When speaking of Celeste, Feln, the Feeorin Sage Master and one of the five Masters responsible for assassinating the padawans, says of the shadow that she: “Destroyed the last copy of the epistle of Marka Ragnos, retrieved Jori Daragon’s amulet and the eye of Horak-Mul”. When speaking of Celeste’s exploits Feln talks in awe of her accomplishments. This description of her endeavors only furthers the notion for me that Jedi Shadow are tremendously cool.
Even though Celeste is responsible for destroying or making safe Sith artifacts, there are still many Sith trinkets in existence to disturb the balance of the Force. One such trinket is the Murr talisman, which belonged to Karness Murr, an ancient Sith Lord who enters Star Wars chronology for the first time. At this point in Star Wars chronology his origins are not made precisely clear. What I did find intriguing though, was at the beginning of the story; Karness Murr was seen standing in front of another Sith with a red lightsaber, implying the Rule of Two, one master and one apprentice.
As the story progresses, the Murr talisman releases the Rakghoul plague on the Mandalorian forces, transforming the Mandalorian warriors into rakghouls – spiked creatures with large teeth. Not only are these creatures powerful, but now that they have transformed the Mandalorian warriors, they are now more intelligent, and armored. As Celeste is attempting to dispatch these creatures, her saber bounces off the neo-crusader armor of the transformed Mandalorian warriors. I was impressed with the strength of this armor, as I was under the impression that a saber could cut through Mandalorian armor as other armors. But I remember reading somewhere that Mandalorian armor contained a special metal in it that was impervious to lightsaber strikes, which explains why the Mandalorain forces could give the Jedi they encountered a run for their money in combat. A Jedi’s saber strikes would have to be well placed indeed to stop a fully trained and armored Mandalorian warrior.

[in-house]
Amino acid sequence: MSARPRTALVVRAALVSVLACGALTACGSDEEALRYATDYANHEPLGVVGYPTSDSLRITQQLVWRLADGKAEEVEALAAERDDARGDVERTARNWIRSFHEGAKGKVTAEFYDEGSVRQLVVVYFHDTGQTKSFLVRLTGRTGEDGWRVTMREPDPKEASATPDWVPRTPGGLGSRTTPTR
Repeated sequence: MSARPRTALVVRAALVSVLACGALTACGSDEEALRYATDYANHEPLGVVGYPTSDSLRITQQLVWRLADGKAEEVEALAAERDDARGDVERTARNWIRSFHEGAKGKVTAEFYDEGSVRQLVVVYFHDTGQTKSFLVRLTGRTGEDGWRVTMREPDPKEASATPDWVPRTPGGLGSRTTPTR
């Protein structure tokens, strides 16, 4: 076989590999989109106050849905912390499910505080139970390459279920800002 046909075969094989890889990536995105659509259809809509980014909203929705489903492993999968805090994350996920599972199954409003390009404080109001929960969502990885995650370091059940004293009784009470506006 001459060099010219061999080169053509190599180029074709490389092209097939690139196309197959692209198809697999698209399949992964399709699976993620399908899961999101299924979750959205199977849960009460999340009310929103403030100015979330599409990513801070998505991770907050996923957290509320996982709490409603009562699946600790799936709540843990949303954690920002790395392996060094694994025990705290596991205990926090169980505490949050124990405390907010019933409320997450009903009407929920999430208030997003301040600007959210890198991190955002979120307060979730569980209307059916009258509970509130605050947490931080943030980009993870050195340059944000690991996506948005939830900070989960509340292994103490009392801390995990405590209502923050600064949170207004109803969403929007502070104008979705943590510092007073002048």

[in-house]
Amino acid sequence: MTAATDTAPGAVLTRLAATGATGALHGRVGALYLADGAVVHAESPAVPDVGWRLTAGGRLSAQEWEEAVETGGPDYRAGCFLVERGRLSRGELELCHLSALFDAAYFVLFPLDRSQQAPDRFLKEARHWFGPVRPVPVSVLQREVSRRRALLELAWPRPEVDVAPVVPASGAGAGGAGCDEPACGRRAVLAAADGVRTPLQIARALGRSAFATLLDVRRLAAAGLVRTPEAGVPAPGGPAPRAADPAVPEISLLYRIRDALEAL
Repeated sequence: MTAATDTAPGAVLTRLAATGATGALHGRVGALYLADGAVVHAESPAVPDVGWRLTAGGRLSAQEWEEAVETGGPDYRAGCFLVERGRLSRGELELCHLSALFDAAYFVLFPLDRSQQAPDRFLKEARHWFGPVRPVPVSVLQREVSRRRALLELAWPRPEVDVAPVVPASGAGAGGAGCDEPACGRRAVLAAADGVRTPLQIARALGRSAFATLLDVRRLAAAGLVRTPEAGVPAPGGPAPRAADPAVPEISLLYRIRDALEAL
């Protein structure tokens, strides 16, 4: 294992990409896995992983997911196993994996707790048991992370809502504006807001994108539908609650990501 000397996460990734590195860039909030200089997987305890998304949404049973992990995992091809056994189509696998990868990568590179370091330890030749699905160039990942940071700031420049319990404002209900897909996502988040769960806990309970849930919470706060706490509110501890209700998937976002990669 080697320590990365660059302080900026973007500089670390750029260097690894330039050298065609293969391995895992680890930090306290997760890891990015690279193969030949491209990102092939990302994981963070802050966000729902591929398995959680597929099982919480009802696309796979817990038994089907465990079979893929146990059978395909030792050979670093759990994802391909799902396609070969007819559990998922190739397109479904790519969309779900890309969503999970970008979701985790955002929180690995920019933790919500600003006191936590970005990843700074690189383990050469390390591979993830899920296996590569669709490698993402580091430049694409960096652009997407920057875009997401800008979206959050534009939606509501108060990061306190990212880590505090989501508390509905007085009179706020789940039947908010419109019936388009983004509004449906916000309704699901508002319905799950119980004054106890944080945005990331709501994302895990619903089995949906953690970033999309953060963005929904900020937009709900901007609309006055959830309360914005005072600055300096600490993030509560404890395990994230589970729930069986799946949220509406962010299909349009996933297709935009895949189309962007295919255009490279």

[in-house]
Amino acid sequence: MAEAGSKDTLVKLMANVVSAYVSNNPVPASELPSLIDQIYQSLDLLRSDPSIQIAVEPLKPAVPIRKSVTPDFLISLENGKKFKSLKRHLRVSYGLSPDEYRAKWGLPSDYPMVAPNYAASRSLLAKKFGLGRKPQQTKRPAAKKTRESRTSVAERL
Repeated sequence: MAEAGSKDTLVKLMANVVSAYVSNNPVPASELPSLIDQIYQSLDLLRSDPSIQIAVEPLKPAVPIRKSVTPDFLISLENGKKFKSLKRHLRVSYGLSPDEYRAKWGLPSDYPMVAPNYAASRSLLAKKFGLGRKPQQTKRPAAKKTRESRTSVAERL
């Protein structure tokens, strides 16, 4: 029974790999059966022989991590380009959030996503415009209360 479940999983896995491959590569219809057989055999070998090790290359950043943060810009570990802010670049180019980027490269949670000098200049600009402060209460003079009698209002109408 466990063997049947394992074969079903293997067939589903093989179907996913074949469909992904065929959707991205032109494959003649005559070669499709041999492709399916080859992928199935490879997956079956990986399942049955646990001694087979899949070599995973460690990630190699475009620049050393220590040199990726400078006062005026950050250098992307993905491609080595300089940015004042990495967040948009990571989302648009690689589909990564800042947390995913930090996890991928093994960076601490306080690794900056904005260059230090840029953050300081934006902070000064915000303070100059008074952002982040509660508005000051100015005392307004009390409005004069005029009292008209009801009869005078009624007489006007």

As I’m reading the KOTOR series, I like more and more the character of Zayne Carrick. What I like about him the most is his consistent ethic of life, and his absolute trust in the Force. He was truly grieved when the Mandalorian forces nuked the planet of Serroco, nearly wiping out its indigenous inhabitants. He also attempted the warn Cassius Fett of the Rakghoul plague. When Fett questioned him on his motives, wondering why Zayne would attempt to help the Mandalorian forces, Zayne replied with: “You’re people”.
Celeste, under the orders of Lucien Draay, is commanded to kill Zayne at her first opportunity. As Zayne is kneeling over a transmissions device, attempting to contact Cassius Fett, Celeste is given her opportunity for assassination. With his back turned to her, completely pre-occupied with his task, Zayne fails to notice Celeste raise her saber, only to drop it again as her conscious gets the better of her. Zayne’s naivety in this circumstance saves him, as Celeste understands that naivety is a trait that is lost to one who has lost themselves to the darkside of the Force.
My final point of discussion and observation with KOTOR volume 5 is that it is actually a cross-over comic titled Darktimes volume three. The fate of Celeste Morn and the Murr talisman is continued four thousand years in the future, where she crosses paths with Darth Vader. I look forward to examining the continuation of this story, but as it is, I won’t be getting to that segment for quite some time.
For my next post I’ll be discussing KOTOR volume six. Until then my friends, may the Force be with you.